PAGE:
Ever wonder what people have made of their lives? What about Blair Witch actress, Heather Donahue. Since her appearance in the Blair Witch Project the star has moved on to bigger, better. . .greener hobbies. Within the past couple of years Heather has gotten into the medical marijuana industry. After using marijuana to help her PMS, Donahue has now moved up the chain of command to becoming a grower.
In 1999 Upper Darby native/actress Heather Donahue and her "Blair Witch Project" co-stars made moviegoers nauseous with their shaky camera-work.
But by 2007 Donahue was controlling nausea for medical marijuana patients in California, where she was growing weed.
Donahue, who'll be 37 next week, documents her year spent cultivating marijuana in "GrowGirl," out Jan. 5 from Gotham Penguin Publishing.
She received her own prescription for medical marijuana in 2007 to treat PMS. We asked whether that meant she smoked only one week a month, and she replied, "It's a very flexible medicine."
And you might be happy to know that her PMS is now under control.
She got involved in medical marijuana after getting frustrated with her acting career.
"I took all my stuff into the desert related to my acting career and burned it all," she said.
Even the blue ski cap from the "Blair Witch Project" poster?
"That's the only thing I kept. I figured if things got really bad, I could always sell it on eBay," said Donahue, who recently attended her Upper Darby High School 20-year reunion.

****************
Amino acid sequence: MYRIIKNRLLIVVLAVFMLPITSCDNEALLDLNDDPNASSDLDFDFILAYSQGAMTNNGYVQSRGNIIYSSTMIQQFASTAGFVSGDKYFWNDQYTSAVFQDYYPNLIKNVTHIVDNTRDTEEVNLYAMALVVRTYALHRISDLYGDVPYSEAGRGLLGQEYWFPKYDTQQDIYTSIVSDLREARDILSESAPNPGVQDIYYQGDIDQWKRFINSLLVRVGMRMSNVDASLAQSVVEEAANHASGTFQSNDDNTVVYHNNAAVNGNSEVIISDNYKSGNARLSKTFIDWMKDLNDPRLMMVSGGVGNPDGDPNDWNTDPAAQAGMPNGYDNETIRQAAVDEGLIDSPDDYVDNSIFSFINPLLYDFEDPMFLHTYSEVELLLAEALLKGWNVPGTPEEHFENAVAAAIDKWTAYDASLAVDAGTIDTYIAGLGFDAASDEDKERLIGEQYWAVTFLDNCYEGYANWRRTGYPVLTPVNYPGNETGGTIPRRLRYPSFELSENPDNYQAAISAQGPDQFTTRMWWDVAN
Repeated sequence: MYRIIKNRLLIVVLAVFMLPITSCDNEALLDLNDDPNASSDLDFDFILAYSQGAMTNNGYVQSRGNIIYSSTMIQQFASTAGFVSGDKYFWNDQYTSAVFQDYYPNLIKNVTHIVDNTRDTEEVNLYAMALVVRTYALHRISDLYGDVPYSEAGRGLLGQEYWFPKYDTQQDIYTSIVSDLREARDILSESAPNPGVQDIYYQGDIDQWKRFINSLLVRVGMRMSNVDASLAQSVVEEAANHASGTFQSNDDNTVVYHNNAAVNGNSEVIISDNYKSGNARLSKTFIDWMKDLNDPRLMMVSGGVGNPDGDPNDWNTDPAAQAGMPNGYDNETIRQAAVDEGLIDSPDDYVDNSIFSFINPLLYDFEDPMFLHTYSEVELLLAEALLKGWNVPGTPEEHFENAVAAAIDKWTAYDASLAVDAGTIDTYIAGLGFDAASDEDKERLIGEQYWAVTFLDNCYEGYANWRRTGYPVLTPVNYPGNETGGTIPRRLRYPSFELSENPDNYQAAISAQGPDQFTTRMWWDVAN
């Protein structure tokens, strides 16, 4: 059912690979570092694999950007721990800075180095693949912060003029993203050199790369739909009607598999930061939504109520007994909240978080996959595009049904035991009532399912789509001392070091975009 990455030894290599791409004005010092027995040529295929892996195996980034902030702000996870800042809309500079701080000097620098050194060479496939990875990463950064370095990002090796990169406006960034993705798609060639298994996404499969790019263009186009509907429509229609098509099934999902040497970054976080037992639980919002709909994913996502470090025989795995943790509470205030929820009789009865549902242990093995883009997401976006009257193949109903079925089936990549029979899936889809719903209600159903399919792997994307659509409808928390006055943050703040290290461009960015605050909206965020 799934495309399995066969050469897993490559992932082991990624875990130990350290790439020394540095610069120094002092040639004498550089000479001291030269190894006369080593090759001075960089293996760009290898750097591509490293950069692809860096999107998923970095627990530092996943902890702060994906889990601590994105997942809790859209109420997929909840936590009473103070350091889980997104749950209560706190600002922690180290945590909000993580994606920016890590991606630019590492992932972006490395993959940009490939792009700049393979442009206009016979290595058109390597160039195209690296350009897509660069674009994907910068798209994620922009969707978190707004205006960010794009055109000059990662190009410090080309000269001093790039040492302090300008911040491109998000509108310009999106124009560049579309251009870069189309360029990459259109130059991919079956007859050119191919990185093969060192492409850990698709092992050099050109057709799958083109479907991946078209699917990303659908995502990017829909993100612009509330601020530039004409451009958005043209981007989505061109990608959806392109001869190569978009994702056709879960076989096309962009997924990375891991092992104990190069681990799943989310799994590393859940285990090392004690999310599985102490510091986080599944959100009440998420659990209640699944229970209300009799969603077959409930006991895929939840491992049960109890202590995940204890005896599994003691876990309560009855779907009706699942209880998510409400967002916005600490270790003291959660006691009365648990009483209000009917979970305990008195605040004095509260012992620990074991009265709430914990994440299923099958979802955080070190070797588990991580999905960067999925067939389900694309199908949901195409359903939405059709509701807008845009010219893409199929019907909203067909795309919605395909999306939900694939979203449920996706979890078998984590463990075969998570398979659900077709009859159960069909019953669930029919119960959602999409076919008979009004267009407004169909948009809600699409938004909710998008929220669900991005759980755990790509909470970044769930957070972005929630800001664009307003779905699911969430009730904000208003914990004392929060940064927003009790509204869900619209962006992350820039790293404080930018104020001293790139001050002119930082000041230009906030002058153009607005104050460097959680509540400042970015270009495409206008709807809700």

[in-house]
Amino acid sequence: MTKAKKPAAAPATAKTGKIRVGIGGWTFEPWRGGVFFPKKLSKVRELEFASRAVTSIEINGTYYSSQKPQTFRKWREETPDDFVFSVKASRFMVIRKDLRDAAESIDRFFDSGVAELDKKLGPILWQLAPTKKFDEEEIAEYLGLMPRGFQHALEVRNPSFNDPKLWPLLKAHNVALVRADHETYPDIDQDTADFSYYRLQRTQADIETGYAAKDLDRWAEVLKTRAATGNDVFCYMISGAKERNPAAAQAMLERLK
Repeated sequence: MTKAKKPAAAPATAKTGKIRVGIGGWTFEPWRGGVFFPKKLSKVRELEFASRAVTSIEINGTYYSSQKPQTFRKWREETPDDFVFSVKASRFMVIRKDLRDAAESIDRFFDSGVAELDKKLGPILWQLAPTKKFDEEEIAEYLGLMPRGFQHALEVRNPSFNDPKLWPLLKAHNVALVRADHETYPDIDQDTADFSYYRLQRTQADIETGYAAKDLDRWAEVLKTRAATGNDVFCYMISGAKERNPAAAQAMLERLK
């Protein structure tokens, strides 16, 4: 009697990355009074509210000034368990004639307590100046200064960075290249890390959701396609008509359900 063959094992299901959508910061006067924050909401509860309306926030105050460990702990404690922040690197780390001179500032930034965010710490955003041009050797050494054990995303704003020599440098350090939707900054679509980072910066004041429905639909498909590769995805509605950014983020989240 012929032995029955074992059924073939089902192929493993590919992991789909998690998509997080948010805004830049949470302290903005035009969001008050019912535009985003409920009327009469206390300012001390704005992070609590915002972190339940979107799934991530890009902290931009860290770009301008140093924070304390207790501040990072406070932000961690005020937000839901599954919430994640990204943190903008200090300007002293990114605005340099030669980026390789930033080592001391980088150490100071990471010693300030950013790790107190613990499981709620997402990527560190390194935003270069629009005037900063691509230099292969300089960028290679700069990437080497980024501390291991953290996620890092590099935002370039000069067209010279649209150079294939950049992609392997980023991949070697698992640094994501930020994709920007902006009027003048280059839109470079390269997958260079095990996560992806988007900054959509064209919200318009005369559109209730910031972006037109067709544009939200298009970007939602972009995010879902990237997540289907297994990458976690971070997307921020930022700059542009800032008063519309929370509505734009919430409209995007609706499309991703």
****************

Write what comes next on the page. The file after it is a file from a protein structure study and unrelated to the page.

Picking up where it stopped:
Her new career started after Donahue met a man who had lived in "Nuggettown," a Northern California community where growing weed was common. Donahue "was always an avid gardener," so she took right to it.
"I became a solitary country girl," said Donahue, who lived in Los Angeles for years after graduating from the University of the Arts in 2005. She gave up cultivating pot once she decided to write about her experiences, which included her doubts about continuing after her friend got busted by the feds on the day of her first pruning.
She said her indoor-grown product was high-grade, a necessity in the competitive world of medical marijuana.
"I think you're going to see [medical marijuana] on a lot of ballots over the next few years," she predicted. Sixteen states, including New Jersey - where no dispensaries have yet opened - have laws allowing medical pot.
"There has been enough support for medical use if not outright legalization that I don't think it will go away," she said.